This isn't necessarily a bad thing since many of these programs are professional and make sure you have a positive and sustainable experience. However, one way of reducing costs is to look into smaller provider programs -- not just the big "household names" among volunteer abroad providers. For example, Sudan Volunteer Programme and African Impact.
In general, these providers have less overhead and have found support in other ways. You won't be volunteering for free per-say (and in any case, you'll always have those general travel and life expenses to cover), but you will have found a way to be thrifty about finding a volunteer placement in Africa.
Volunteer Through a Large Volunteer Organization
If you are serious about volunteering and looking for a long-term experience abroad, then you may want to consider going abroad through one of the not-for-profit organizations that focus on placing skilled volunteers abroad. For example, , and (for 25+).
For those that hold specific, technical skills, you'll also be able to consider , , or -- an organization that gives free surgeries to individuals (usually just children) with cleft lips and palettes in developing countries worldwide. There are also various independent schools that are seeking trained education professionals and are able to provide a small stipend in exchange for your work.
Do keep in mind that they have a more intensive application process and only take a select number of volunteers. In most cases they will cover the cost of living, flights, insurance, and provide a stipend. You may not be able to choose exactly where you are sent but you can give preference.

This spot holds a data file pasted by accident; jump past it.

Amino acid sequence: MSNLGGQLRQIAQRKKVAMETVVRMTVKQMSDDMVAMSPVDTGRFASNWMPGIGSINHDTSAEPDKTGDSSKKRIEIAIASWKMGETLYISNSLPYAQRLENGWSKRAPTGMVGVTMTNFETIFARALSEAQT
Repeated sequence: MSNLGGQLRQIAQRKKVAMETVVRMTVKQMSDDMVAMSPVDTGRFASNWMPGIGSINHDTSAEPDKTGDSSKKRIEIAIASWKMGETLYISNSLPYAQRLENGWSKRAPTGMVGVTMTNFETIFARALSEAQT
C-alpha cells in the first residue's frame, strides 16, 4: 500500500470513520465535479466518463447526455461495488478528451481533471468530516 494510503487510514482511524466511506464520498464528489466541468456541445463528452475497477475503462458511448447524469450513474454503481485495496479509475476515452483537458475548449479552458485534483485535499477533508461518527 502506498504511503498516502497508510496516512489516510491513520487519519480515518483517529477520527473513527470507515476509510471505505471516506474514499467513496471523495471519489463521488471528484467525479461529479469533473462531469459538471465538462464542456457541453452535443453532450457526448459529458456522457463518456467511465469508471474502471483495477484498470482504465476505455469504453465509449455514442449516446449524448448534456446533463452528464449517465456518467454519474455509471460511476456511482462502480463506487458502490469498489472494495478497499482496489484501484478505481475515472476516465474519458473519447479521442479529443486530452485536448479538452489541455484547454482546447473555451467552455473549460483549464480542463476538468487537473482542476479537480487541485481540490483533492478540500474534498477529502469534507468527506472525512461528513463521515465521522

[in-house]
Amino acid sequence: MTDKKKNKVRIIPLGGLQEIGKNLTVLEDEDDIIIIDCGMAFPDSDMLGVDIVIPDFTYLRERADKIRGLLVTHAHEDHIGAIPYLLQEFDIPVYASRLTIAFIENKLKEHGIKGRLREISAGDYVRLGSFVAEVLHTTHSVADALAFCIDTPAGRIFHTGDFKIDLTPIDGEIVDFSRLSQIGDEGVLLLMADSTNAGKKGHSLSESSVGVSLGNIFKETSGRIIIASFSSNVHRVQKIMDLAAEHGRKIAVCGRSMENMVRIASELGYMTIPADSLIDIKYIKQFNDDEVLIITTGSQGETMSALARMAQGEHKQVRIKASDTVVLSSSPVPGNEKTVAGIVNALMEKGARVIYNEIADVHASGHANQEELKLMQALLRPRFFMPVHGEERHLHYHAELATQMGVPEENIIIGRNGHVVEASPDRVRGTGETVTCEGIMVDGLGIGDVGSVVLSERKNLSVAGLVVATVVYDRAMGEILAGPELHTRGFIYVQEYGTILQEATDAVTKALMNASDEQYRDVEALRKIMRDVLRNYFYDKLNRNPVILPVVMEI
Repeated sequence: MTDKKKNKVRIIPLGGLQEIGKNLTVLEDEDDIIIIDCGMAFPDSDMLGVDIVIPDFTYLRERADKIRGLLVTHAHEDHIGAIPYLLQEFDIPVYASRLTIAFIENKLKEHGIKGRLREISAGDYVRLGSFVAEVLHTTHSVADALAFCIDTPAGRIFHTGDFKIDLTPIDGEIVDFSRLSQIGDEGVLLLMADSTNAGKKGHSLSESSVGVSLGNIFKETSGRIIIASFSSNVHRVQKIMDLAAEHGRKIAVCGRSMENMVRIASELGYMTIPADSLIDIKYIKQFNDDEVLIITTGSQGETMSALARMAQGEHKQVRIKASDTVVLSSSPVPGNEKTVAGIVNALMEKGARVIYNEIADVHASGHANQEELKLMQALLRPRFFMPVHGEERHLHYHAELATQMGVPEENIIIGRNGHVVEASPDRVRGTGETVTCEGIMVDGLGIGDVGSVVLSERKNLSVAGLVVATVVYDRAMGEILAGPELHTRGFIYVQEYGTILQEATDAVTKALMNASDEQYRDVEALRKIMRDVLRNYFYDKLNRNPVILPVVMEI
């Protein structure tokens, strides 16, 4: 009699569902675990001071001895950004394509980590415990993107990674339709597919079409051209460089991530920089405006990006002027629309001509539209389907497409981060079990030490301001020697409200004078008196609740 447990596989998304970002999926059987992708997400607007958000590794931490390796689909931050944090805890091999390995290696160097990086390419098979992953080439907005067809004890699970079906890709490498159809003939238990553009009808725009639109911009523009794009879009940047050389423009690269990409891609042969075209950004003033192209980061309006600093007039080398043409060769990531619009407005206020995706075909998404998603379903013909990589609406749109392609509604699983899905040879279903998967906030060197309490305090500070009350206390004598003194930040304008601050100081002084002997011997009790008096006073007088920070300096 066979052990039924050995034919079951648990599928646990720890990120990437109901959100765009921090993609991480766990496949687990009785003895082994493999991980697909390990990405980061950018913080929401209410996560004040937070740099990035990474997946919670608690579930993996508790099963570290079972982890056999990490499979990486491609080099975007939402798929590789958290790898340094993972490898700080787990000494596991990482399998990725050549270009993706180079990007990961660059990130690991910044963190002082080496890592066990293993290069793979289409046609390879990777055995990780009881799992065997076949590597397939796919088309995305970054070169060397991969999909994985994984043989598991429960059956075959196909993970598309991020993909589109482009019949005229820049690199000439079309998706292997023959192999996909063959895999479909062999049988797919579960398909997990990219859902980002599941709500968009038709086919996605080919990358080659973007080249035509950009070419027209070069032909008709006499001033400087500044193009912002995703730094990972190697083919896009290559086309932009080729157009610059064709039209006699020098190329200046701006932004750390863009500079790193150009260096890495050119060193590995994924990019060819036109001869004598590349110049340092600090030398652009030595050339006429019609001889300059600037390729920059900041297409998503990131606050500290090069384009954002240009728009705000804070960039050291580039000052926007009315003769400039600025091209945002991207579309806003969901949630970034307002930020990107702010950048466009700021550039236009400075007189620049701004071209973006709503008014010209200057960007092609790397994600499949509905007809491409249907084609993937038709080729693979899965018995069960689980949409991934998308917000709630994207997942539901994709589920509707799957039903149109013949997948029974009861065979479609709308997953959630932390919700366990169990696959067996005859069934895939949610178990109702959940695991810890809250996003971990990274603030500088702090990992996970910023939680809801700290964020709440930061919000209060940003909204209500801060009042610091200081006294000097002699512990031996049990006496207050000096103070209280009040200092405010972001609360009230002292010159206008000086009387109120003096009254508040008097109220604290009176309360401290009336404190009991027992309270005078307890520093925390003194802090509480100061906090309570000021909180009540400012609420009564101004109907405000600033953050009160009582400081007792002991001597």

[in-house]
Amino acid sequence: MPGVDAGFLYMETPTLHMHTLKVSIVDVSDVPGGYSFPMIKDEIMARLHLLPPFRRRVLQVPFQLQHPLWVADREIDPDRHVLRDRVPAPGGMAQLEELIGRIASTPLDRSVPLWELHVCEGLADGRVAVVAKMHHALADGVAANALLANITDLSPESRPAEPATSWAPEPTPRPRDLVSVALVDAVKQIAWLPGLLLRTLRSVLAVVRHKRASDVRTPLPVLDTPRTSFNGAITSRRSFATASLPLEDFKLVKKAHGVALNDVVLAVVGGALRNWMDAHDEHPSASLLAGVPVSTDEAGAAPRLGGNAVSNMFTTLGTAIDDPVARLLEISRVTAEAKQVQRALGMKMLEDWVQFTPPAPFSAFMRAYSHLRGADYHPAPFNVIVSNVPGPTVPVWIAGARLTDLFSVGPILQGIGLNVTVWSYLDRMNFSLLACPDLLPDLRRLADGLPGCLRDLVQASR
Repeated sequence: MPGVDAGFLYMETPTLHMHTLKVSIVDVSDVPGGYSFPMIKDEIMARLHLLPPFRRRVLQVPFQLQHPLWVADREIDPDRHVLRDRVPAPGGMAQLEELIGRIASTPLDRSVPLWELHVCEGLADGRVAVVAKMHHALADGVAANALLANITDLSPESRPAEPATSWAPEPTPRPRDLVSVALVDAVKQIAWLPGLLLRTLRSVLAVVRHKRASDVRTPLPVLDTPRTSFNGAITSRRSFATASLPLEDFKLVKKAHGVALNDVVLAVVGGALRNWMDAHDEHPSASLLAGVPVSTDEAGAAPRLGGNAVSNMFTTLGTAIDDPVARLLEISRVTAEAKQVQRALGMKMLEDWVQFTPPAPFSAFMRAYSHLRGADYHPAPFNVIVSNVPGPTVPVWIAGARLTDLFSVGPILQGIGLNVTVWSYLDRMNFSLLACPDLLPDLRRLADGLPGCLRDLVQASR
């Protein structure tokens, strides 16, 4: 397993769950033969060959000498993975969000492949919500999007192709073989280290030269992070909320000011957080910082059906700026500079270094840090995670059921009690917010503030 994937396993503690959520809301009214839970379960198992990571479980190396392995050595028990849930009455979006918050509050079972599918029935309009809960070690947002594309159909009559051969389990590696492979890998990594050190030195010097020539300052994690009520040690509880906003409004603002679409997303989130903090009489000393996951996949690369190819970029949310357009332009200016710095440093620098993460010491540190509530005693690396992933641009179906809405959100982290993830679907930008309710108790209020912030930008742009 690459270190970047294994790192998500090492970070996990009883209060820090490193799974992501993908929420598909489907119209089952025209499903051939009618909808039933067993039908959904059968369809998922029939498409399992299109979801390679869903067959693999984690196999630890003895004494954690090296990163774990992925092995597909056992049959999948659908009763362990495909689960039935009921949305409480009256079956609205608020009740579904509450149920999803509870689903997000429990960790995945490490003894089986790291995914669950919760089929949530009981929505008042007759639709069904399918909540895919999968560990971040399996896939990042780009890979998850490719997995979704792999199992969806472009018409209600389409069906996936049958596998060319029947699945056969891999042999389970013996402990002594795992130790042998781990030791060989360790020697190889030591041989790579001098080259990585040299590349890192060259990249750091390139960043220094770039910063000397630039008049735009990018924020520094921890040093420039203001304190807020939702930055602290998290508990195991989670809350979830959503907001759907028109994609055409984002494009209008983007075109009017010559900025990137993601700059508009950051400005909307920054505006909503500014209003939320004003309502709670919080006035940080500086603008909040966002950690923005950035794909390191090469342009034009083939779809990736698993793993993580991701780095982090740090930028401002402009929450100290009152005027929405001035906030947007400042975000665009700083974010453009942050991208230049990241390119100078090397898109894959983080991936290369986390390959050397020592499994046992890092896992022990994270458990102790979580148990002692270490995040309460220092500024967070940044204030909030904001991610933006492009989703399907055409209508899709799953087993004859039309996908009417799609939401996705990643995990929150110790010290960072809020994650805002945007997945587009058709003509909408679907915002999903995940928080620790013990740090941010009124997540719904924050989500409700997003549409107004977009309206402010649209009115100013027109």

Find a Project Independently
If you've been paying attention so far, you've likely figured out that if you take out the provider program you can reduce the amount of money you will spend. This means, you'll be doing a lot more work actually tracking down and contacting organizations in your country of interest in need of volunteers.
On the one hand, it will allow you to find out more specifically about the programs they run and determine more quickly if it would be a good fit. You'll have more control of what sort of work you'll be doing and where you'll be living. For smaller organizations, this will allow you to get quite a well-rounded, hands-on experience. You also can make sure they are the kind of sustainable, responsible organization that you want to be a part of.
A few sites that post free volunteer opportunities as they come up, so they are worth checking frequently as you are research options. You'll want to look into , , , and as a good place to start.
Beyond that, tap in to your networks. If you know someone, or a know someone who knows someone, who is working in any capacity abroad in Africa, ask them for advice. Considering the nature of expat-dom in Africa (small, tight-knit communities of expats -- many of whom are working in development), chances are they'll have heard of an organization who's in need of volunteers or who may be willing to make the space for you to help out.
However, if you do choose this route, keep in mind that when you lose the perks of having a provider program, you have to step up your own game. Not only will you need to have your travel insurance and air travel set up, but also airport transport, accommodations and general orientation of your new home. No reason why this can't be done, but do your research ahead of time and be willing to ask a friendly face in your host country for some guidance!
Example Low Cost Programs
There are also quite a few low cost options in Africa that are worth looking into. These programs are fairly small, local organizations often run by locals looking to improve their communities. Below are a list of just a few, but there are many more on Go Overseas!
If you want to volunteer for free, take your time to look into your options. With some planning in advance and willingness to be flexible, you can save money and donate your time and skills to a community in need. Ready, set, go abroad!